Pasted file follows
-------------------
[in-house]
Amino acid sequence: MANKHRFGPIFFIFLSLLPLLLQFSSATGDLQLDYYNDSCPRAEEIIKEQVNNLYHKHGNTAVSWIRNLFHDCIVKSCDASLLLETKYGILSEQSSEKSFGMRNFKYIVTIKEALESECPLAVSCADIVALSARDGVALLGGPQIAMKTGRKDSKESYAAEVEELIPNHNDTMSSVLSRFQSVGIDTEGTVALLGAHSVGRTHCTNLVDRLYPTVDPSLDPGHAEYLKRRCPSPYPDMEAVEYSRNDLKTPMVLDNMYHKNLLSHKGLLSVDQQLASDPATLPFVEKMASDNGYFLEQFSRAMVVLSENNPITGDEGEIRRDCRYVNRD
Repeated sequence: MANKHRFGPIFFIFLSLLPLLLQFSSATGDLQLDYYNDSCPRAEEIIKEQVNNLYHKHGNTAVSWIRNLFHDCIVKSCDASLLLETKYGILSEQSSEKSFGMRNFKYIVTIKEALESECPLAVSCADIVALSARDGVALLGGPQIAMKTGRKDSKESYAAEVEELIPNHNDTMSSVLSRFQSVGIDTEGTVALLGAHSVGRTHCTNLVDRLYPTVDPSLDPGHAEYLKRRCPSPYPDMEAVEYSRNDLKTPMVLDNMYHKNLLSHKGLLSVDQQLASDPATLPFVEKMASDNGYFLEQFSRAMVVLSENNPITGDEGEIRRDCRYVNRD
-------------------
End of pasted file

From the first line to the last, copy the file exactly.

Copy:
[in-house]
Amino acid sequence: MANKHRFGPIFFIFLSLLPLLLQFSSATGDLQLDYYNDSCPRAEEIIKEQVNNLYHKHGNTAVSWIRNLFHDCIVKSCDASLLLETKYGILSEQSSEKSFGMRNFKYIVTIKEALESECPLAVSCADIVALSARDGVALLGGPQIAMKTGRKDSKESYAAEVEELIPNHNDTMSSVLSRFQSVGIDTEGTVALLGAHSVGRTHCTNLVDRLYPTVDPSLDPGHAEYLKRRCPSPYPDMEAVEYSRNDLKTPMVLDNMYHKNLLSHKGLLSVDQQLASDPATLPFVEKMASDNGYFLEQFSRAMVVLSENNPITGDEGEIRRDCRYVNRD
Repeated sequence: MANKHRFGPIFFIFLSLLPLLLQFSSATGDLQLDYYNDSCPRAEEIIKEQVNNLYHKHGNTAVSWIRNLFHDCIVKSCDASLLLETKYGILSEQSSEKSFGMRNFKYIVTIKEALESECPLAVSCADIVALSARDGVALLGGPQIAMKTGRKDSKESYAAEVEELIPNHNDTMSSVLSRFQSVGIDTEGTVALLGAHSVGRTHCTNLVDRLYPTVDPSLDPGHAEYLKRRCPSPYPDMEAVEYSRNDLKTPMVLDNMYHKNLLSHKGLLSVDQQLASDPATLPFVEKMASDNGYFLEQFSRAMVVLSENNPITGDEGEIRRDCRYVNRD